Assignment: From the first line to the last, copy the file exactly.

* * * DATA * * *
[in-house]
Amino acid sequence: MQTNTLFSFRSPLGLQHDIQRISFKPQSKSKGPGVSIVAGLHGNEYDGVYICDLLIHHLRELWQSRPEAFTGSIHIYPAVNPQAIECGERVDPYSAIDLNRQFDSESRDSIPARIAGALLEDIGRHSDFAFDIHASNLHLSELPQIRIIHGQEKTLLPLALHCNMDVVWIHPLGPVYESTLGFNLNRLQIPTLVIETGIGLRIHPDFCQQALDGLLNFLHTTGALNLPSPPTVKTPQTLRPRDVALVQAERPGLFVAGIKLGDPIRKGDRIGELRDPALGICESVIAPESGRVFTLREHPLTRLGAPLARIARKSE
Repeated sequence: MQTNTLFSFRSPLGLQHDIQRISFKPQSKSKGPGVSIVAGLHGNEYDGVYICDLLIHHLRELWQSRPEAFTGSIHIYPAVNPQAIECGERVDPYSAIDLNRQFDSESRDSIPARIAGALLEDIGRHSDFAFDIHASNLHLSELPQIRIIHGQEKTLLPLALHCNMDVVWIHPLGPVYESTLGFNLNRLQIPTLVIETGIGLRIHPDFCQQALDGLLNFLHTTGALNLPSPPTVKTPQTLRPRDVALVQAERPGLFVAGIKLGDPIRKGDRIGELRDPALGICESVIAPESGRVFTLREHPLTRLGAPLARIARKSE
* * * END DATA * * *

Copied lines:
[in-house]
Amino acid sequence: MQTNTLFSFRSPLGLQHDIQRISFKPQSKSKGPGVSIVAGLHGNEYDGVYICDLLIHHLRELWQSRPEAFTGSIHIYPAVNPQAIECGERVDPYSAIDLNRQFDSESRDSIPARIAGALLEDIGRHSDFAFDIHASNLHLSELPQIRIIHGQEKTLLPLALHCNMDVVWIHPLGPVYESTLGFNLNRLQIPTLVIETGIGLRIHPDFCQQALDGLLNFLHTTGALNLPSPPTVKTPQTLRPRDVALVQAERPGLFVAGIKLGDPIRKGDRIGELRDPALGICESVIAPESGRVFTLREHPLTRLGAPLARIARKSE
Repeated sequence: MQTNTLFSFRSPLGLQHDIQRISFKPQSKSKGPGVSIVAGLHGNEYDGVYICDLLIHHLRELWQSRPEAFTGSIHIYPAVNPQAIECGERVDPYSAIDLNRQFDSESRDSIPARIAGALLEDIGRHSDFAFDIHASNLHLSELPQIRIIHGQEKTLLPLALHCNMDVVWIHPLGPVYESTLGFNLNRLQIPTLVIETGIGLRIHPDFCQQALDGLLNFLHTTGALNLPSPPTVKTPQTLRPRDVALVQAERPGLFVAGIKLGDPIRKGDRIGELRDPALGICESVIAPESGRVFTLREHPLTRLGAPLARIARKSE